Regarding her attendance record, Ms. Lawless explained to me — and likely would explain to you or would have explained to Ms. Spires had she asked before getting into the race based in part upon hearsay and assumption — says she works on average a 50 hour week and that her various committee, task force and community duties mean that sometimes she misses meetings because they conflict with each other.
Again, you can ask Diane about any of this and she’ll probably tell you, at length and in detail, about her regular day to day.
Do I believe her? Or do I believe that Ms. Lawless is indeed ailing and frail? I’m going to go with Ms. Lawless on this one and at this time.
If you talk to Diane, you find pretty quickly that she knows her issues. As noted in an earlier post, at the recent 3rd District candidates forum, Ms. Lawless often ran out of time in giving her answers — which you could suggest proves a time management issue, I suppose — but she ran out of time while giving in-depth explanatory answers. It’s easy to identify the police pensions as a big issue facing the city but to talk about it at length, explaining what has been done, how we got here, what we are trying to get to, what is being done, what could be done, and the various considerations involved… that takes time and its Diane’s performance was certainly not one that suggests a flailing mind or a sickness that prevents her from performing the duties of a city council member.
And that’s sort of the point. This is a city council seat. It’s not glamorous. It’s about fixing curbs, it’s about questioning shit about sewers. That’s the day to day. There are moments that galvanize a community, but a city council member is signing up for the drudgerous minutia.
Diane Lawless is older, to be sure, but cataract surgery and a really bad case of the flu are hardly enough to disqualify someone from office. Ms. Lawless, also, appears to be running for reelection because she enjoys representing her constituents.
Ms. Spires clearly has a passion for the neighborhood and the district. She is impressive on the topics at hand. She would likely be just as good a council member as Lawless already is. She reminds me greatly of the 2008 version of Alison Lundergan Grimes.
Back then, Lundergan Grimes ran in the special election to succeed Kathy Stein in the State House. Ms. Lundergan Grimes, though highly competent and quite impressive, misunderstood the nature of the Fighting 75th. Her endorsers for the race were a representative of the Mountaintop Removal Lobby and Dudley Webb’s partner, Joe Rosenberg… he who spearheaded the mindless demolition of Downtown Lexington’s historic core. [See here and also here.]
Ms. Lundergan Grimes lost that race not because she wasn’t qualified for it but rather because she wasn’t prepared to represent the true interests — and voters — of Kathy Stein’s District.
Ms. Spires is similarly impressive. One can easily imagine a successful political career for her into the future and as with Grimes, one suspects that her true political positions are more liberal than she might on the surface let on.
But in Lexington’s 3rd District, one has to wonder if the “illness argument” is going to resonate with voters… or backfire. Many of the most active folks in these neighborhoods appear to still have strong support for Ms. Lawless.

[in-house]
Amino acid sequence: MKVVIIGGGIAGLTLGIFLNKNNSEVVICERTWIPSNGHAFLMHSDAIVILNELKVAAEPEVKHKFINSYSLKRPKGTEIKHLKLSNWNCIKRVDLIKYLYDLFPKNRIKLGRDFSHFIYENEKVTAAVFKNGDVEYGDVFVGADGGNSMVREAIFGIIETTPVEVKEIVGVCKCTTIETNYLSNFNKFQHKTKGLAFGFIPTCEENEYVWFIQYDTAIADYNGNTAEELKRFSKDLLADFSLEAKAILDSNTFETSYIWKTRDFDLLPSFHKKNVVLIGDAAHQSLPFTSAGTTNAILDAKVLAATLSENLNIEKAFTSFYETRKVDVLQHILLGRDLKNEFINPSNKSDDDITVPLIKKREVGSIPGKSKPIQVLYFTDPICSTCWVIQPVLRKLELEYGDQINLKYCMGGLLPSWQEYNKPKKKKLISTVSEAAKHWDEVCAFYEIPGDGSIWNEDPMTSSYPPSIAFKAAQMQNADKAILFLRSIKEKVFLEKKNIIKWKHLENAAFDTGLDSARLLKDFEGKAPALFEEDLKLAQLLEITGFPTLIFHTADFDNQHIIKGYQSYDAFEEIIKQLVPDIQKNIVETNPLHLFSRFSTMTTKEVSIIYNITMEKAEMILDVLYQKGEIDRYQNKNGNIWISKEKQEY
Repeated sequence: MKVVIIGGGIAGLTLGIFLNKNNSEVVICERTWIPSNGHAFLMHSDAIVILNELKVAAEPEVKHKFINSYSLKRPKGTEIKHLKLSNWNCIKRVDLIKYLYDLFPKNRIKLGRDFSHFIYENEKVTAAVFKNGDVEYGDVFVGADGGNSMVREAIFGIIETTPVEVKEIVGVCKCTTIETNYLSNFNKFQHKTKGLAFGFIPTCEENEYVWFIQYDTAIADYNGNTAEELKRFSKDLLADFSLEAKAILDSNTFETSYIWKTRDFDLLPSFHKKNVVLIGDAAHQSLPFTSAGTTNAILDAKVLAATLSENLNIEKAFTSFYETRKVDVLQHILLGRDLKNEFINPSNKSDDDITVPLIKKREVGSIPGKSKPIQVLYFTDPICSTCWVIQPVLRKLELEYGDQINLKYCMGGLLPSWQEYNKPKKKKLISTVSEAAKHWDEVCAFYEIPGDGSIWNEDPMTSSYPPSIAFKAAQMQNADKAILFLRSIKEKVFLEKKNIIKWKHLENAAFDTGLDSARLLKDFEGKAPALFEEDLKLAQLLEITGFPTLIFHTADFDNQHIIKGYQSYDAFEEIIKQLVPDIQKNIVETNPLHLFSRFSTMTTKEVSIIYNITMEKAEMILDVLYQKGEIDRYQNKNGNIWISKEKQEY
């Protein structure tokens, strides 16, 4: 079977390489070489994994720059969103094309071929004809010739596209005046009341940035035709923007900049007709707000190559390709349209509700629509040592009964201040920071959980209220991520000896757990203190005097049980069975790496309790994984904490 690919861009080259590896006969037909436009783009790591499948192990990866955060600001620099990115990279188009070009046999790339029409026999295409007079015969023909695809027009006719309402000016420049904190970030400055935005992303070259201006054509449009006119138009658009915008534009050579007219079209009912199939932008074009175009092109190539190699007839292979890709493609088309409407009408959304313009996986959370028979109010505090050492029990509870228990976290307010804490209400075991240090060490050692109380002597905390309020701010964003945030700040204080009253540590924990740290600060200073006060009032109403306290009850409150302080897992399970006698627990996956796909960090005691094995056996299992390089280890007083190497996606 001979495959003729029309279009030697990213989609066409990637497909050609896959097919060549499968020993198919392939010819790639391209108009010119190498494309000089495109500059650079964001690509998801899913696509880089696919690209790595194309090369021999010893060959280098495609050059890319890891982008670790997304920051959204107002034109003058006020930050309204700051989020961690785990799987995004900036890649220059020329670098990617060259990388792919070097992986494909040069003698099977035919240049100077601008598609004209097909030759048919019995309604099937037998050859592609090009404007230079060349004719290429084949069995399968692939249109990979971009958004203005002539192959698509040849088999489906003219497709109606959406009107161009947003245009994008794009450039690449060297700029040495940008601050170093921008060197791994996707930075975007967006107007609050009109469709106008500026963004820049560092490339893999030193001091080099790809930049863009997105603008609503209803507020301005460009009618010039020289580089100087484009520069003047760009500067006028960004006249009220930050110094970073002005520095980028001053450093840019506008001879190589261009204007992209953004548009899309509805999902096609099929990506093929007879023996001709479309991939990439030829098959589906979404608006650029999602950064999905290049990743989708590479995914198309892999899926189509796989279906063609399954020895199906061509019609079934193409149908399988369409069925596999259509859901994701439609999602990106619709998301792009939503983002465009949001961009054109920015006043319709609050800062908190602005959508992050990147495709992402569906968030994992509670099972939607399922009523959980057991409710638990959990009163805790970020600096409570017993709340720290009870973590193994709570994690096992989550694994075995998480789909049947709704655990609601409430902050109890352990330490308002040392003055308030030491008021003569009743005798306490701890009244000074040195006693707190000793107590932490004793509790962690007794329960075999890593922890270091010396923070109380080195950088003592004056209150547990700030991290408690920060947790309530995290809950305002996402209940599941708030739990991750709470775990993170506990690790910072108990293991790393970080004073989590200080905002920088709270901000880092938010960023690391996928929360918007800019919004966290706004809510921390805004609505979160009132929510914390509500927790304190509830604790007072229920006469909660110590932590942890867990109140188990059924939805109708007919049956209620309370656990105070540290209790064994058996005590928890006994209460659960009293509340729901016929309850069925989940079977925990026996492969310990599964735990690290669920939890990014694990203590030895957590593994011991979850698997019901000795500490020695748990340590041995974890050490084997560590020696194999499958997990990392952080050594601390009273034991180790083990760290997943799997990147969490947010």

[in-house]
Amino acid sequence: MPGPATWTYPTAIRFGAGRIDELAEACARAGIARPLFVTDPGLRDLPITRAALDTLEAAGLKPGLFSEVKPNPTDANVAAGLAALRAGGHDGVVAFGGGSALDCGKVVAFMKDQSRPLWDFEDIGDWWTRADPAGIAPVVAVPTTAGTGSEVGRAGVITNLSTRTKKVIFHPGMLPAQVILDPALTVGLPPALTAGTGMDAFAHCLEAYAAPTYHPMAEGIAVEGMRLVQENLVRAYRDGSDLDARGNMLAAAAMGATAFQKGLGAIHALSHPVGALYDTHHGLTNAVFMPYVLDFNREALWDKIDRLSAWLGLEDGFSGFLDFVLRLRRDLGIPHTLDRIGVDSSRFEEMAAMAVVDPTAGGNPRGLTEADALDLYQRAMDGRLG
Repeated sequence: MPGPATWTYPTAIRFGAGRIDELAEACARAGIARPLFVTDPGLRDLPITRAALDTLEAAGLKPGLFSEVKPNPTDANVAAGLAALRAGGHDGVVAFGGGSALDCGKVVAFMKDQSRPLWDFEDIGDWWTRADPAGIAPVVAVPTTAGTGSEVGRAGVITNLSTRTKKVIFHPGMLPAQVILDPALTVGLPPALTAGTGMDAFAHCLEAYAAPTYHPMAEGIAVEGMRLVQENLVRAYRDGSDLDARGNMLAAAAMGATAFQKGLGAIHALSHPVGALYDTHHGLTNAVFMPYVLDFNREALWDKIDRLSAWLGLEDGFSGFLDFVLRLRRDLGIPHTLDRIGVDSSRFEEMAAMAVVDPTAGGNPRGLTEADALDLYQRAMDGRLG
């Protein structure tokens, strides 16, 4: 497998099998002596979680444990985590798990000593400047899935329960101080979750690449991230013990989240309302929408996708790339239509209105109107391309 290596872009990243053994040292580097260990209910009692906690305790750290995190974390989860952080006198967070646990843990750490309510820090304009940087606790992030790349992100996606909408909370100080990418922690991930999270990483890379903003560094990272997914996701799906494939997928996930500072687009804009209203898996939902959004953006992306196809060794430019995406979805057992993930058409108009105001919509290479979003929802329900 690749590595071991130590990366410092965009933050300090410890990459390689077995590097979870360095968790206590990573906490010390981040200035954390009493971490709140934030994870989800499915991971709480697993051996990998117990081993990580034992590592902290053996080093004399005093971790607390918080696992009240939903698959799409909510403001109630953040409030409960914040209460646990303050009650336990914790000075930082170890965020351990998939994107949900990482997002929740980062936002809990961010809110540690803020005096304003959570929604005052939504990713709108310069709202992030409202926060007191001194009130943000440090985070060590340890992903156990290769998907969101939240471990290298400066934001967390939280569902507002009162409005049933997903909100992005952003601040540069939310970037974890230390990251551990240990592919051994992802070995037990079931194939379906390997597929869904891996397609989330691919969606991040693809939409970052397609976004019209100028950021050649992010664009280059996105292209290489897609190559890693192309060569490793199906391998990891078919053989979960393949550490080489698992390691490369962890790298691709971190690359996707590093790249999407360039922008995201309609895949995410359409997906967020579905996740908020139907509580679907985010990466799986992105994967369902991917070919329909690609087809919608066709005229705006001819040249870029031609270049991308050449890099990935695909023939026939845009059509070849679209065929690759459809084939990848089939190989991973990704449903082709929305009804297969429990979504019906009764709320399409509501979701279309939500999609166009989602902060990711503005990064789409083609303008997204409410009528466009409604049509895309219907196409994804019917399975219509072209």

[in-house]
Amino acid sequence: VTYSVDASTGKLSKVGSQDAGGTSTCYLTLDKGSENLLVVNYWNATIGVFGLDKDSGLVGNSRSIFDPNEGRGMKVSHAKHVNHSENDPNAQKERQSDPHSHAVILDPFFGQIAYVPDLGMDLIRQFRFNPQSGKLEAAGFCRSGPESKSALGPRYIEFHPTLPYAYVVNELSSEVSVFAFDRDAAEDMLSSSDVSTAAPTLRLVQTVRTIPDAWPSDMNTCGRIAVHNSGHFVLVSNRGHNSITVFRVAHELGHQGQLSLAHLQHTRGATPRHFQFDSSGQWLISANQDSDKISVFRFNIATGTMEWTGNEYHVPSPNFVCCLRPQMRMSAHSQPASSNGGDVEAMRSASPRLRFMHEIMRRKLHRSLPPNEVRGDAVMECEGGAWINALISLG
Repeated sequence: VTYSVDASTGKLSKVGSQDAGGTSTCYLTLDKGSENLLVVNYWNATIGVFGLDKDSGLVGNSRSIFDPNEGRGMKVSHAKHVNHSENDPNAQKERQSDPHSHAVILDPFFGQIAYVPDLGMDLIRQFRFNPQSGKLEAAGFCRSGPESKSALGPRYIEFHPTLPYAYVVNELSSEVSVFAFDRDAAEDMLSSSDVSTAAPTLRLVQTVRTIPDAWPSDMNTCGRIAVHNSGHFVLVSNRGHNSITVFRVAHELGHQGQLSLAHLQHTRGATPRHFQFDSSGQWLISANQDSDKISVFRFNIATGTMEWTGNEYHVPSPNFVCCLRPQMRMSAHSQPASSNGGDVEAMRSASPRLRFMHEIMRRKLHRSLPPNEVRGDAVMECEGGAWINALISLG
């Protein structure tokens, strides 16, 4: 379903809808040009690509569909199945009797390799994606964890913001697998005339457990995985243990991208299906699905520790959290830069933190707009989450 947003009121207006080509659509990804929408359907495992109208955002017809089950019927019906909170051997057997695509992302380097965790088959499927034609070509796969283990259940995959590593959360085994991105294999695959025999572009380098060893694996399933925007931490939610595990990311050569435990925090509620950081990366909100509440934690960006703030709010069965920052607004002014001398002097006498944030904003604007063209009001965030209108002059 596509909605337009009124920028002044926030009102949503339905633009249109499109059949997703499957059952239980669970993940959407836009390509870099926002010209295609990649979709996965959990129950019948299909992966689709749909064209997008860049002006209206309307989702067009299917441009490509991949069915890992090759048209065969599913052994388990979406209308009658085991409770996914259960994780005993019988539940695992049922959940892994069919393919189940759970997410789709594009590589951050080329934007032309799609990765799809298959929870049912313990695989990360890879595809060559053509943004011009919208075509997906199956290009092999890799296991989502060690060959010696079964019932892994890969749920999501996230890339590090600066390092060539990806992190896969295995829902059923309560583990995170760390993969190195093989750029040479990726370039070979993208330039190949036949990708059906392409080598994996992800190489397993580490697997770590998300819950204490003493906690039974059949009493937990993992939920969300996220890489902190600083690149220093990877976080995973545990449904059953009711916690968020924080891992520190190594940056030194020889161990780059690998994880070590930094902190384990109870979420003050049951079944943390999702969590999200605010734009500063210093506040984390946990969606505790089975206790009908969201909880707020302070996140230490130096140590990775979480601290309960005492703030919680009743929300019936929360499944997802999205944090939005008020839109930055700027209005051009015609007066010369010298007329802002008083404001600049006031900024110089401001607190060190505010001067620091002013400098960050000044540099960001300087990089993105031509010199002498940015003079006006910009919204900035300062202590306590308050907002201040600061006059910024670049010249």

Ms. Spires says “neighbors and downtown business leaders” asked her to run for office. There’s no reason to doubt that, and based on what Ms. Spires has campaigned on there’s no reason to think those business leaders are the Dudley Webbs of Lexington seeking to remove the bothersome Ms. Lawless to finesse the Council’s balance of power rather than the good and upstanding business leaders we all know and love.
But that’s the problem with insinuation in this town and in this District. On a primary day which promises low turnout in a District that generally turns out high amongst its hard core neighborhood voters, it will be interesting to see how Ms. Spires, Ms. Lawless, Mr. Daniels and Mr. Cooper all perform.
And how their various arguments play with these neighborhood voters.
Ms. Spires is a strong candidate and, as said, could be a great council member. Her willingness to go to the matt in campaigning is a promising prospect for future campaigns on bigger scales. Similar to Ms. Lundergan Grimes, it’s good to see a strong campaign coming from the younger ranks and changing the face of state politics.
But how far does that similarity go? Grimes needed to lose that race because she didn’t understand who she was talking to. Ms. Spires may well know exactly who she’s talking to and that’s why it will be very interesting to see how the voters take her argument.
Oh… and since we’ve not gotten around to posting this yet (we’ve been very busy, sorry!, and we’re going to continue to be busy, sorry!), here’s Ms. Spires campaign introduction video:
And if you missed it in the Herald — which rightfully endorsed Spires and Lawless in the race — the campaign cash in the race is roughly thus:
Spires had raised $12,891.00 and spent $12,653.85, according to the report. Lawless reported raising $12,896.04 and spending $4,382.55. Daniels reported raising $8,805 and spending $7,789.41. Cooper trails the other candidates, raising $220 and spending $31.21.